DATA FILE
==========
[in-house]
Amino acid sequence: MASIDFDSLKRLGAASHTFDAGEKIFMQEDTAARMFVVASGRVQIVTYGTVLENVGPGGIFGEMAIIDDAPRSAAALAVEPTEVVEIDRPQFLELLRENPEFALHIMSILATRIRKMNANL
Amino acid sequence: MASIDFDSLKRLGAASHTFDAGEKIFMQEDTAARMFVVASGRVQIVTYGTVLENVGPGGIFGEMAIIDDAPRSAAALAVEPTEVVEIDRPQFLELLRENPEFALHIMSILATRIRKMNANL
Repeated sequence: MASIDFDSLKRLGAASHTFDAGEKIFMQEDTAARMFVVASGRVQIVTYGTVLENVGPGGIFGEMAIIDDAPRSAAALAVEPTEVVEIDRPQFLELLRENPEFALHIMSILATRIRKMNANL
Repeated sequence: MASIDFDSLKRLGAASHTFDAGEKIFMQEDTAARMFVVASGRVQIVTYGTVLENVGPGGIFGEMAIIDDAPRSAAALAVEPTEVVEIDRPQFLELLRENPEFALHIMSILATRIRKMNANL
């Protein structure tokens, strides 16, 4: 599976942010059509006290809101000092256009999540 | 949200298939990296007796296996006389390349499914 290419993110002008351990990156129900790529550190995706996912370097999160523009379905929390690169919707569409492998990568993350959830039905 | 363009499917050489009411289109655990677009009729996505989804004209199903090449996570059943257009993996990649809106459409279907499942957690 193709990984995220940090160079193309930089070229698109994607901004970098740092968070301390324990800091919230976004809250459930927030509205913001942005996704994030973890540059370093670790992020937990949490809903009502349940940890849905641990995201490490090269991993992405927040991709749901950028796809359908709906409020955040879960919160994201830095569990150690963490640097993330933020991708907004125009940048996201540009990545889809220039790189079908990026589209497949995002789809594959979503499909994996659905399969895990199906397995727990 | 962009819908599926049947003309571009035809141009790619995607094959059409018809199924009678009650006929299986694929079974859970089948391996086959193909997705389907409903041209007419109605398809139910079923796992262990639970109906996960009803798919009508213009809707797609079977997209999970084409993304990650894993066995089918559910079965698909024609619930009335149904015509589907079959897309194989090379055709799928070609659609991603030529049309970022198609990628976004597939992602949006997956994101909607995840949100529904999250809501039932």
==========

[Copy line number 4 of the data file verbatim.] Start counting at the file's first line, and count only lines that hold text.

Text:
Repeated sequence: MASIDFDSLKRLGAASHTFDAGEKIFMQEDTAARMFVVASGRVQIVTYGTVLENVGPGGIFGEMAIIDDAPRSAAALAVEPTEVVEIDRPQFLELLRENPEFALHIMSILATRIRKMNANL